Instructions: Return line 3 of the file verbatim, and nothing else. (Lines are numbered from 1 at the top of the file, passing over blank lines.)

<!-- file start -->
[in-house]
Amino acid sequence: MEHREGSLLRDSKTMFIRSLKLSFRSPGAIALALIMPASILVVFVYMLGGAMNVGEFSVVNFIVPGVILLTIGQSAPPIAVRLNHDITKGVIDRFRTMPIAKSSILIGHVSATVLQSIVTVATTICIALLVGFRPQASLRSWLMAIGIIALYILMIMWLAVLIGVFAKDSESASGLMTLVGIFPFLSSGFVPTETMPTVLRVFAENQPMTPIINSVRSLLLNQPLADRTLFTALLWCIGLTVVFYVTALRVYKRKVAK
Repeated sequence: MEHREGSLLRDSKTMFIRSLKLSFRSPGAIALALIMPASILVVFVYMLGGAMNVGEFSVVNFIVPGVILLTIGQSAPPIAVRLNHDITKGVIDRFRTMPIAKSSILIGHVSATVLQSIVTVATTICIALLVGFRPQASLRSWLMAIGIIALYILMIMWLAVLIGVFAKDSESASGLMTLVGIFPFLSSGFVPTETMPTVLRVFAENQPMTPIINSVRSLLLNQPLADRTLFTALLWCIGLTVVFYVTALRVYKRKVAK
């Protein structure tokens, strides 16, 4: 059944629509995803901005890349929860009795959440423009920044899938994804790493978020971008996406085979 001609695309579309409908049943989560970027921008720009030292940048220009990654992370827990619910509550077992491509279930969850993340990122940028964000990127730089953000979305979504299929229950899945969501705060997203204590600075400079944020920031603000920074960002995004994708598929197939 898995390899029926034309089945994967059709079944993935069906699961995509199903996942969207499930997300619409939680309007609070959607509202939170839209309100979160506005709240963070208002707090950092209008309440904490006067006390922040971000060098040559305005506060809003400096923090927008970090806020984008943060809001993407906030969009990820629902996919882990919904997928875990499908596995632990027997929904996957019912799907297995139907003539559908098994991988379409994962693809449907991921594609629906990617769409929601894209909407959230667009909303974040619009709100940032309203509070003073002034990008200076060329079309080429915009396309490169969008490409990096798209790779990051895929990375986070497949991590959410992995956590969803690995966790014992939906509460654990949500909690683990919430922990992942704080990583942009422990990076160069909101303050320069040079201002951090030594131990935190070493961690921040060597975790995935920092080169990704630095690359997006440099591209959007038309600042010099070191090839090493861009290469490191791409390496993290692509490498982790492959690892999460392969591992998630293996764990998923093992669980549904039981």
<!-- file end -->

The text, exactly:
Repeated sequence: MEHREGSLLRDSKTMFIRSLKLSFRSPGAIALALIMPASILVVFVYMLGGAMNVGEFSVVNFIVPGVILLTIGQSAPPIAVRLNHDITKGVIDRFRTMPIAKSSILIGHVSATVLQSIVTVATTICIALLVGFRPQASLRSWLMAIGIIALYILMIMWLAVLIGVFAKDSESASGLMTLVGIFPFLSSGFVPTETMPTVLRVFAENQPMTPIINSVRSLLLNQPLADRTLFTALLWCIGLTVVFYVTALRVYKRKVAK